Barcid also sponsors The Los Angeles Skins Festival (LA SKINS FEST), the largest Native American film festival in the United States. Held over three weeks every November at the historic Chinese Theater in Los Angeles, the Festival screens over seventy Native American movies. Special events are held for writers, actors, and youth interested in film.
Varies across programs, but generally you must be a Native American/First Nation/Indigenous artist. You’ll be asked to share your tribal affiliation.
Again, it varies. A Native Writes Script Subscription starts at $30 per month. For other programs, there are application fees with discounts for applying early.
The Black Association of Documentary Filmmakers West, or BADWest, offers tons of events, resources, and educational opportunities.
“[BADWest] champions and further advances the art of Black documentary filmmakers across the Diaspora.”
Their biggest annual event is the Day of Black Docs. Held at the American Film Institute, the event includes short and feature-length documentaries and filmmaker Q&As. Tickets are open to the public. You can submit your documentary for the next Day of Black Docs by emailing a link to firstname.lastname@example.org.
BADWest also hosts educational workshops throughout the year, most open to both members and non-members. Free “4th Monday” Community Documentary Screenings include Q&As with directors.
Recent events outside the Day of Black Docs have been Zoom-based, so you don’t need to live in Southern California, where BadWest is based, to get involved.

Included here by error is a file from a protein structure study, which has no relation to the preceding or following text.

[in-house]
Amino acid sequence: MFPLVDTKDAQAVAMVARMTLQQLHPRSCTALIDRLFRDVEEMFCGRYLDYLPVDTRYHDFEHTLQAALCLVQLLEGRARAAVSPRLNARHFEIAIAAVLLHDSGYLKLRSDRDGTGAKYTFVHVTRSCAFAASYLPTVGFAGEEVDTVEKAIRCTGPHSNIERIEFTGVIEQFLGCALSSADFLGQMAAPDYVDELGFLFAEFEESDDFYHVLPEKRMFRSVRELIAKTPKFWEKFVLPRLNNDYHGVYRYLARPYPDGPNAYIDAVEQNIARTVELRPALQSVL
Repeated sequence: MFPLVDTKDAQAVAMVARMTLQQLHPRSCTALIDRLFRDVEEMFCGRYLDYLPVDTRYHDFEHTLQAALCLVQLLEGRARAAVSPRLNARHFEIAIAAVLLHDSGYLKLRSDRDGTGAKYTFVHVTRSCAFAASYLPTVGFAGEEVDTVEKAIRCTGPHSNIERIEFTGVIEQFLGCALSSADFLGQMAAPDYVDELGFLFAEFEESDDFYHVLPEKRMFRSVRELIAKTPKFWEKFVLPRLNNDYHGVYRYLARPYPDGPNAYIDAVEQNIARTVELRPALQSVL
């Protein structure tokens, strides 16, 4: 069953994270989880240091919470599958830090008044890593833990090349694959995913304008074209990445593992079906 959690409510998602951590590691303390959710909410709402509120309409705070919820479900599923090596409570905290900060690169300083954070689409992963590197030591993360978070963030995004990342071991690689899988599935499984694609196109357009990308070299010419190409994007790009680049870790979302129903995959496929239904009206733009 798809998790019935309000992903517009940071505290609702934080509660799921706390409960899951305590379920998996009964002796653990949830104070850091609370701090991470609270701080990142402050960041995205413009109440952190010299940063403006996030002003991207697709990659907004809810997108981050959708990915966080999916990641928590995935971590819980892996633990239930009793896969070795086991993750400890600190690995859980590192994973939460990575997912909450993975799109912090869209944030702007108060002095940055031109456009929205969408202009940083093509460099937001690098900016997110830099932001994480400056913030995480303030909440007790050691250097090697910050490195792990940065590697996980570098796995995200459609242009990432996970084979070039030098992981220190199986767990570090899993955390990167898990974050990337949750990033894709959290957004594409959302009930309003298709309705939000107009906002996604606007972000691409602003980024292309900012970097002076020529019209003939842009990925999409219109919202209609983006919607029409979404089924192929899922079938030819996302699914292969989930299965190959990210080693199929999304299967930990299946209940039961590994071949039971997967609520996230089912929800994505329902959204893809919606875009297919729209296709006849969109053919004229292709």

Members-only benefits include a membership directory listing, exclusive industry announcements, discounted events, and access to templates for film budgets, treatments, and proposals.
There’s also a members-only monthly Zoom meeting with rotating industry leaders and experts.
Membership is open to people of African descent working in the documentary community. There’s no geographical limitation for membership, but the organization does explicitly focus on issues affecting Southern California documentary filmmakers.
Standard membership is $45. Small discounts are available for group memberships.
The Black Film Allegiance is a nonprofit dedicated to “building visibility for underrepresented creatives.” The LA-based organization provides completely free resources for Black filmmakers of various disciplines and experience levels.
Anyone can search or join the organization’s Black Filmmaker Directory, an international list of professionals across roles, from sound mixers to screenwriters. To join the list, you’ll need to fill out a short form, including links to samples of your work.
The organization will review your submission and contact you when you’ve been added.
If you’re looking for educational resources, The Black Film Allegiance provides free podcasts and videos accessible to all. Their podcast series “Diaspora Table Talks” covers interviews with cross-disciplinary creators from around the world. These include two-time Emmy-nominated filmmaker Rolake Bamgbose Whitaker.